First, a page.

May 3, 2012 | Unregistered CommenterCorina
Nice photographs.I was thrilled by seeing the pictures.
May 7, 2012 | Unregistered Commenterart photography
I'm just confused. I hoped to find some wisdom here on what it takes to achieve a great photo. It would be helpful, Jay, to give a professional view on why these photos are so highly valued. They are fine photos; I just can't see that they are remarkable to the tune of millions. Three million dollars is enough to take care of all my financial needs and desires for the rest of my life.
May 22, 2012 | Unregistered CommenterMichelle Kowalski
I'm a little confused here. I thought this was about 4 million dollar photos not ones you do every week walking around with your camera phone.
May 22, 2012 | Unregistered Commenterexcuse
Great comment thread here; many thanks for reading! We thought that looking at photography from the angle of high-end auction sales would be an interesting twist on the usual reporting that goes on about photography (technique, gear, etc.). Fine art will always be subjective, and the old chestnut applies: "beauty is in the eye of the beholder." There are many parties who participate in auctions to "own a name" or purchase something with provenance and a distinguished pedigree. That's what these five photographs all have in common. It's not that they're exceptionally great, original, or stunning photographs and it's not that they're better than all other photographic images. It merely signifies that at a particular day in time, in a particular auction house, there were bidders who had done their research on these specific photographers and set aside money to purchase their work. Some of the new owners of these works may be private collectors while others may be corporations. You might find them hanging up in a boardroom, CEO's office, or on a living room wall. But it doesn't matter. The marketplace will always dictate the value of photographs. There is a going rate for photojournalism pieces, magazine assignments, and other jobs - but in the world of fine art, you're free to set your own price. Fine art prices have always been controversial. Look up the famous 1877 James Abbott McNeill Whistler-John Ruskin trial. Part of the examination went as follows:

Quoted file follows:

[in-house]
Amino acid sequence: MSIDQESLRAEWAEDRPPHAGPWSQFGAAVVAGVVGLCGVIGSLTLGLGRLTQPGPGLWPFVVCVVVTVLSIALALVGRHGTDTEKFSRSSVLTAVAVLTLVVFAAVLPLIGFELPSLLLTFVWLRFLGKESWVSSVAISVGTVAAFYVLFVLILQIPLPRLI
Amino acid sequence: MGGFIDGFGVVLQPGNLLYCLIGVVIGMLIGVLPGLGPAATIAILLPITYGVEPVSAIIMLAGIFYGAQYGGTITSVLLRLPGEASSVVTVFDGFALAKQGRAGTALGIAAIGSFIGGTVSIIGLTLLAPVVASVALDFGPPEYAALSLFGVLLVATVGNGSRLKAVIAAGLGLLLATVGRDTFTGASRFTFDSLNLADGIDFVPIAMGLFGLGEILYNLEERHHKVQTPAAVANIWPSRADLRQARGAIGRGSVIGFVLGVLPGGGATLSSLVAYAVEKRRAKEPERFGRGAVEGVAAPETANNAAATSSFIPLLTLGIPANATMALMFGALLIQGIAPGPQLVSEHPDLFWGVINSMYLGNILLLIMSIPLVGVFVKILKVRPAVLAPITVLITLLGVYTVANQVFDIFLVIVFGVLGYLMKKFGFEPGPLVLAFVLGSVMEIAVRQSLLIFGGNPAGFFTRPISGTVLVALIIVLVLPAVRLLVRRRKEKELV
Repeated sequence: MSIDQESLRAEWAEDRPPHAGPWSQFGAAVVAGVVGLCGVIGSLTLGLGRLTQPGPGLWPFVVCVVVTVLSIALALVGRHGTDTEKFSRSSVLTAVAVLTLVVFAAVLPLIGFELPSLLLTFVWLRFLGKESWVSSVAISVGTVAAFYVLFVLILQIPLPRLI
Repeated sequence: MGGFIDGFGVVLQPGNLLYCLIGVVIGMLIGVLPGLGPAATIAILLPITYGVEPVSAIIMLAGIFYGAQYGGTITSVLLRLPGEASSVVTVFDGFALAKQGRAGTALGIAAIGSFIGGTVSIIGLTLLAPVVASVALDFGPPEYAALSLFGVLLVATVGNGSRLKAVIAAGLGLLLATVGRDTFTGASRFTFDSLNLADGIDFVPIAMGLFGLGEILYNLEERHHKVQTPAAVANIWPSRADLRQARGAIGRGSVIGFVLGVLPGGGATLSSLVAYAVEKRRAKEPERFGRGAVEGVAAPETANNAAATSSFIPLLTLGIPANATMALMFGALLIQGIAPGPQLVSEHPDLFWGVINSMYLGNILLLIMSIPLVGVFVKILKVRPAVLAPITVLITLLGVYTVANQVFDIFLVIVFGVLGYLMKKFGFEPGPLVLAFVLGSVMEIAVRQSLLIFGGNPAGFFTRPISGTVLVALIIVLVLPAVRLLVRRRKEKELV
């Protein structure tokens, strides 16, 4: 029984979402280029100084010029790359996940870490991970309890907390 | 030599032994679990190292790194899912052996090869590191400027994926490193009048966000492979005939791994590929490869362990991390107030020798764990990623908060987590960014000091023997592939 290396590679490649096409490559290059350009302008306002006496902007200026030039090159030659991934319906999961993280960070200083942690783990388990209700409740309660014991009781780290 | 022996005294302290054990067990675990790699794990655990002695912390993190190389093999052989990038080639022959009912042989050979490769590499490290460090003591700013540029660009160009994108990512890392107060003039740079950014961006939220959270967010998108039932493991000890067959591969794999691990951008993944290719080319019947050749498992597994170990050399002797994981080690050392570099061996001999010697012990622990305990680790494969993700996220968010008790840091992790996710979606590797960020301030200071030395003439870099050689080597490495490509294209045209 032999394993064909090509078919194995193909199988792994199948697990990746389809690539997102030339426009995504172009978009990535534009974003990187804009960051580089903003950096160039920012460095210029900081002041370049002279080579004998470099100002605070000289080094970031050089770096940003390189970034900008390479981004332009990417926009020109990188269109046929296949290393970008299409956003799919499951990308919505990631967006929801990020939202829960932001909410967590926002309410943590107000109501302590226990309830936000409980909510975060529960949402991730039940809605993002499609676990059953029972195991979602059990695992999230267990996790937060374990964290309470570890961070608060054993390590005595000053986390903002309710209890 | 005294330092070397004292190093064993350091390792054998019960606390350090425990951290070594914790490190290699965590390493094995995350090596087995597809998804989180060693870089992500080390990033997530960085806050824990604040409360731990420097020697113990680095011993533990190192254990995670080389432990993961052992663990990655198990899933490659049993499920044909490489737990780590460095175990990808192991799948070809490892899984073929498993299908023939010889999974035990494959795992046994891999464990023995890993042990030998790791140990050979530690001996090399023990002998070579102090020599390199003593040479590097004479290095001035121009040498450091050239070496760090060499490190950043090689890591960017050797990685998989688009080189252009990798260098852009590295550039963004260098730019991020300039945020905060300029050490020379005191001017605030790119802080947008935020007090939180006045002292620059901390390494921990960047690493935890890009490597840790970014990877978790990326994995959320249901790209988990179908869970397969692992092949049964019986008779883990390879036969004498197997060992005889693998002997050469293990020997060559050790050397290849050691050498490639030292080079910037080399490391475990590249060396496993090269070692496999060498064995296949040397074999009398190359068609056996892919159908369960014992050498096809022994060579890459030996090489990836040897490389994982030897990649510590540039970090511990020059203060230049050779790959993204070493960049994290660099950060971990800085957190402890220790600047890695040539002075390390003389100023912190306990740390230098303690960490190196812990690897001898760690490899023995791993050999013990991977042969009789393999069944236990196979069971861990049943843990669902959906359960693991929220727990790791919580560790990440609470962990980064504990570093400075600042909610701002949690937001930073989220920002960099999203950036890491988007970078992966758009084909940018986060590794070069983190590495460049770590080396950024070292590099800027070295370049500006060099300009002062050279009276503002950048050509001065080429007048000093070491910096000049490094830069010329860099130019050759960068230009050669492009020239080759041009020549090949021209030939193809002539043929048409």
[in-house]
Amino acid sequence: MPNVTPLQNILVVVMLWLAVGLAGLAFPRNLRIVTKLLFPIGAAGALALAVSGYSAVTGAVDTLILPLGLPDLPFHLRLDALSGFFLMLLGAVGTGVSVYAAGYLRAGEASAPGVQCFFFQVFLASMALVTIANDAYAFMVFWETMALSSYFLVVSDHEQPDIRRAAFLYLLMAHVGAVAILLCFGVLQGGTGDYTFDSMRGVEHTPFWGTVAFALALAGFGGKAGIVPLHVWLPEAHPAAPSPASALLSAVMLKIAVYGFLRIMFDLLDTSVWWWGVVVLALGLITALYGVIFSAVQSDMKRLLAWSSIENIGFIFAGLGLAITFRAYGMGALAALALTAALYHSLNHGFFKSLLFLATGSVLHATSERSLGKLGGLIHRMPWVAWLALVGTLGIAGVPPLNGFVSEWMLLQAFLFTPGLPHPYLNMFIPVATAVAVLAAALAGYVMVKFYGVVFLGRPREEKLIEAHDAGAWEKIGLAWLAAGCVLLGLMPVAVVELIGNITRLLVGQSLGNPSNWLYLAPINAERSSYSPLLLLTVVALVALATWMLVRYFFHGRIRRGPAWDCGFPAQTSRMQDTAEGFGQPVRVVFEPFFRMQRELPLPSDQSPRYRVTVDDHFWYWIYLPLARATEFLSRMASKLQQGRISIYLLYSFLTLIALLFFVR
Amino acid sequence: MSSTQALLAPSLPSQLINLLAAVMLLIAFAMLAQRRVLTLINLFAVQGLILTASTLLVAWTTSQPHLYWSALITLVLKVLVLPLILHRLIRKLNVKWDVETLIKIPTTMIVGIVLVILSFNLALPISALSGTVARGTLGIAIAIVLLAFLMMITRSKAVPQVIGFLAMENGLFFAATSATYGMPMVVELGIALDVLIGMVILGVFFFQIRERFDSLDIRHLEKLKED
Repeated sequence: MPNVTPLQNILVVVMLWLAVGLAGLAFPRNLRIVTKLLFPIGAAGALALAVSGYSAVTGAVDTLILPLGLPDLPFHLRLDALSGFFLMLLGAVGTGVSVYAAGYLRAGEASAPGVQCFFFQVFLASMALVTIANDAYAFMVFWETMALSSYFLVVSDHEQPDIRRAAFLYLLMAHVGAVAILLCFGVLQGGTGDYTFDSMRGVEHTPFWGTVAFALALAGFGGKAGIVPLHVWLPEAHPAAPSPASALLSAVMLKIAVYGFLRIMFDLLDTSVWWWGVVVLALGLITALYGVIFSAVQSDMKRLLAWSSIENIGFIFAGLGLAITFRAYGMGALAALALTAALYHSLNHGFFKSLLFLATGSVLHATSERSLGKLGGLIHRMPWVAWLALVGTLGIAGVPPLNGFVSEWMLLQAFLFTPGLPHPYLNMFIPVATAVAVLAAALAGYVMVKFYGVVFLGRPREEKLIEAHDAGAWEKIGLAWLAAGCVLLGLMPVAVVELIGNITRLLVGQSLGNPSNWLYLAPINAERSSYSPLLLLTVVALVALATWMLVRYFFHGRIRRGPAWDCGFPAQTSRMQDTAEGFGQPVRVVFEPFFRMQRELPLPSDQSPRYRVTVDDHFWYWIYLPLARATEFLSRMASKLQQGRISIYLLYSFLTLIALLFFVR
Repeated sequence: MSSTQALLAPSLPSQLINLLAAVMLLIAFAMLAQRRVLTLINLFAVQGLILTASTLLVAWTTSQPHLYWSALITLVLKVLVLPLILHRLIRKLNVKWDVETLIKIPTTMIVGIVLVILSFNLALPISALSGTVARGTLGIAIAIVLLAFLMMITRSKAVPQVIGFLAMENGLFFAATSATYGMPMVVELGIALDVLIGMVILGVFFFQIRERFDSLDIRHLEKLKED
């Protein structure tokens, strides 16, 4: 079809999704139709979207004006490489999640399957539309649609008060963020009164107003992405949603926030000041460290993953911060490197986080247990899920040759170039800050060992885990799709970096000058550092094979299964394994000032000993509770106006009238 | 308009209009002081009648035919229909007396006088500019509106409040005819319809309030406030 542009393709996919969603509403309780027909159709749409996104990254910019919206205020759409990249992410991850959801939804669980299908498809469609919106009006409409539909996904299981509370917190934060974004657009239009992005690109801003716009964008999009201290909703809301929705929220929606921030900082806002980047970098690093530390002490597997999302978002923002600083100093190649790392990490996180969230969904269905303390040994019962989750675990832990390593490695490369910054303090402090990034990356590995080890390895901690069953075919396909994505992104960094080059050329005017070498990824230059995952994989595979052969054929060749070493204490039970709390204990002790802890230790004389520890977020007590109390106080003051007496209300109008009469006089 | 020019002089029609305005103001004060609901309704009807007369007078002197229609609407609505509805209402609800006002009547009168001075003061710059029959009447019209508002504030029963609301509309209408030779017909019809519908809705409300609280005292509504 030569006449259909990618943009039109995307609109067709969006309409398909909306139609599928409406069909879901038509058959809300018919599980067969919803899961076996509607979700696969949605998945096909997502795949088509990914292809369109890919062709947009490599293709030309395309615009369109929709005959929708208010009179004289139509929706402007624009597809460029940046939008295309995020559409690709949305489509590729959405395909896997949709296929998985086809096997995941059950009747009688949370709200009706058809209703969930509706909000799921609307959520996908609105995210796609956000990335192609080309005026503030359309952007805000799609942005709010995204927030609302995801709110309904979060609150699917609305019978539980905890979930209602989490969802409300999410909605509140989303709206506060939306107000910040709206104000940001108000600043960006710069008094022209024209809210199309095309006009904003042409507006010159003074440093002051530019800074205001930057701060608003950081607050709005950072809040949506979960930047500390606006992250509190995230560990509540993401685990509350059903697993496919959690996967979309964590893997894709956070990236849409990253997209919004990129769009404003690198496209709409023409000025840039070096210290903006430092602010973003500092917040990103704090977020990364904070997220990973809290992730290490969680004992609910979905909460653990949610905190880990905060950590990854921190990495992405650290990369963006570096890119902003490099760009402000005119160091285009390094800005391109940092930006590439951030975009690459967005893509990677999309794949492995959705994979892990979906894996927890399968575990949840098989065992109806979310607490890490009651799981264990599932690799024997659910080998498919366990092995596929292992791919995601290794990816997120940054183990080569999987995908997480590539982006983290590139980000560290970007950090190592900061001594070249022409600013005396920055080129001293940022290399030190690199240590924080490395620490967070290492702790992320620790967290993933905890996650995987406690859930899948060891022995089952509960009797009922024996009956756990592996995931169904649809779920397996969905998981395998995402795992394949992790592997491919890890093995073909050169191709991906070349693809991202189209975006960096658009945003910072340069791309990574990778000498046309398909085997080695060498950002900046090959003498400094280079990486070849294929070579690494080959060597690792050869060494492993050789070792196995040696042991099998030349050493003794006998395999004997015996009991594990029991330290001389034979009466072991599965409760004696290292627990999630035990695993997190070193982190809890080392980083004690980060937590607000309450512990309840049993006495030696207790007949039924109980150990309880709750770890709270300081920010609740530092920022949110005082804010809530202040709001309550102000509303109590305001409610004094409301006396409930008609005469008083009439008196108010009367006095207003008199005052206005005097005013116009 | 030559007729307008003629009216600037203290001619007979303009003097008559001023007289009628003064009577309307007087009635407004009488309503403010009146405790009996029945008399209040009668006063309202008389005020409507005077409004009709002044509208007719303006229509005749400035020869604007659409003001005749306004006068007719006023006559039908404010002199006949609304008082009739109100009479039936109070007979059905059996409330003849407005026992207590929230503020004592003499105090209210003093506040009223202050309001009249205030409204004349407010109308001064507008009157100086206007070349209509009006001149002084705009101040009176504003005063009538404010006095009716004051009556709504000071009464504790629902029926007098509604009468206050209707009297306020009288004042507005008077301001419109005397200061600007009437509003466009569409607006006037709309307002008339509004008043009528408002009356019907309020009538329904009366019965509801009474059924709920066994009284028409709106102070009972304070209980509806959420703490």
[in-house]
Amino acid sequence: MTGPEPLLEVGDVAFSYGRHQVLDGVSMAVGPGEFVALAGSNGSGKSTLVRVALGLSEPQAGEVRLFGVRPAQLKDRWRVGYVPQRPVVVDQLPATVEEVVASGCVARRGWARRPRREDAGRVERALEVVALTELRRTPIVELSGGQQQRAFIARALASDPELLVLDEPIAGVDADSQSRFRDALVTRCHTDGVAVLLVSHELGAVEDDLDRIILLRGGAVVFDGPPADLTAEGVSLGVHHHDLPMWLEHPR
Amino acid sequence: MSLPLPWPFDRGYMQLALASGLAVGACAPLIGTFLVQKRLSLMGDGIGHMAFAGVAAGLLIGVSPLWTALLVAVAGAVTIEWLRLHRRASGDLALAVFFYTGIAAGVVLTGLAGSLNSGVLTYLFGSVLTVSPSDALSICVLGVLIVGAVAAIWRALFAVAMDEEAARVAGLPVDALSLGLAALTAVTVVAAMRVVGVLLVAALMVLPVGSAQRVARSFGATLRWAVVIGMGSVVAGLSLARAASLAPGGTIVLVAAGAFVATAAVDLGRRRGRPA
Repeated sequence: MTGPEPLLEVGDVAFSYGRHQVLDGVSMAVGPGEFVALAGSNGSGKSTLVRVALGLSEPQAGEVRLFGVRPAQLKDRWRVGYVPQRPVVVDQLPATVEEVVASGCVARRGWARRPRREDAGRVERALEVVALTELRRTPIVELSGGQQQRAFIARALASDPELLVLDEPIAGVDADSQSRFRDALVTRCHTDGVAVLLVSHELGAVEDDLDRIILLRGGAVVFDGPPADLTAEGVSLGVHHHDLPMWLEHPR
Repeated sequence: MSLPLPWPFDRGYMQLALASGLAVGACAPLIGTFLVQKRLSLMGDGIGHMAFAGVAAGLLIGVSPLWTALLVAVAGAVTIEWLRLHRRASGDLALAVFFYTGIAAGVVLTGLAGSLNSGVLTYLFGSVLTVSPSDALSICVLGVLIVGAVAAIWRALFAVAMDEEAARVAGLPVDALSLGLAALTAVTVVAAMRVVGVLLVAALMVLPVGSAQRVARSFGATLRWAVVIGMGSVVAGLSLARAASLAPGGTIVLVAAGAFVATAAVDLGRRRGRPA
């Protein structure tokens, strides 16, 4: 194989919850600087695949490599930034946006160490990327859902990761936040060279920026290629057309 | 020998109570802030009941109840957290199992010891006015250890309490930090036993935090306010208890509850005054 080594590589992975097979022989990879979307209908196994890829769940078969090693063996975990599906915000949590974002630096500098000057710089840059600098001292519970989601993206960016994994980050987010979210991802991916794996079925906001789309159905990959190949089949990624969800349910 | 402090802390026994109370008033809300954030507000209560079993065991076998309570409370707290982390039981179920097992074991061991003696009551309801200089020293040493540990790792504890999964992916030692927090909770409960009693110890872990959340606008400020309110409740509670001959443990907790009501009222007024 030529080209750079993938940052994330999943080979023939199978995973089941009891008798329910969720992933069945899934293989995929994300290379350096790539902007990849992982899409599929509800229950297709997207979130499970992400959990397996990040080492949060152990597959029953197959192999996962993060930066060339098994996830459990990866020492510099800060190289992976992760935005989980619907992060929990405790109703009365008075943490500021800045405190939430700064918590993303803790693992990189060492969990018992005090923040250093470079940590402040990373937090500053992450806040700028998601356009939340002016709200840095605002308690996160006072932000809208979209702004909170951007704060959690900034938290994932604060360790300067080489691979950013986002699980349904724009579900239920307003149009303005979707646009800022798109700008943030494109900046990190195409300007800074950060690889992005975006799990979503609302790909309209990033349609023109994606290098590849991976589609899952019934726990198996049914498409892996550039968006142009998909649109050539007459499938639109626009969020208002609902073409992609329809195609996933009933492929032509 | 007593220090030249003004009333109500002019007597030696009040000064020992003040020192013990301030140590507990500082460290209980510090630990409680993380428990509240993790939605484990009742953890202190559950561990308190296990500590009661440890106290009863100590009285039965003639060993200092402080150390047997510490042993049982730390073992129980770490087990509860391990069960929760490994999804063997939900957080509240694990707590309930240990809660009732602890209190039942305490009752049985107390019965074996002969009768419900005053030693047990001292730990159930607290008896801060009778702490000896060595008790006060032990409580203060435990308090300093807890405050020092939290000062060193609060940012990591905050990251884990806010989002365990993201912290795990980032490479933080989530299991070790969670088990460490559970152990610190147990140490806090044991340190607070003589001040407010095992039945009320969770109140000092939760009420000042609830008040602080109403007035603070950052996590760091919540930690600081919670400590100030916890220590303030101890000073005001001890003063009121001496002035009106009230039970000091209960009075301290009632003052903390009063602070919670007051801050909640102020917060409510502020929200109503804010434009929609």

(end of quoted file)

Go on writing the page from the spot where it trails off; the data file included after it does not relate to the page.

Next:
Q. "Did it take you much time to paint the Nocturne in Black and Gold? How soon did you knock it off?"

Whistler: "Oh, I 'knock one off' possibly in a couple of days – one day to do the work and another to finish it..." [the painting measures 24 3/4 x 18 3/8 inches]

Q: "The labour of two days is that for which you ask two hundred guineas?"

Whistler: "No, I ask it for the knowledge I have gained in the work of a lifetime."

I rather feel glad for these photographers to have garnered such high prices for their work. Hopefully all good photographers' boats will rise on their high tides.
May 23, 2012 | Registered CommenterNYIP Editor
You know what they say about fools and their money
May 30, 2012 | Unregistered CommenterGino Marino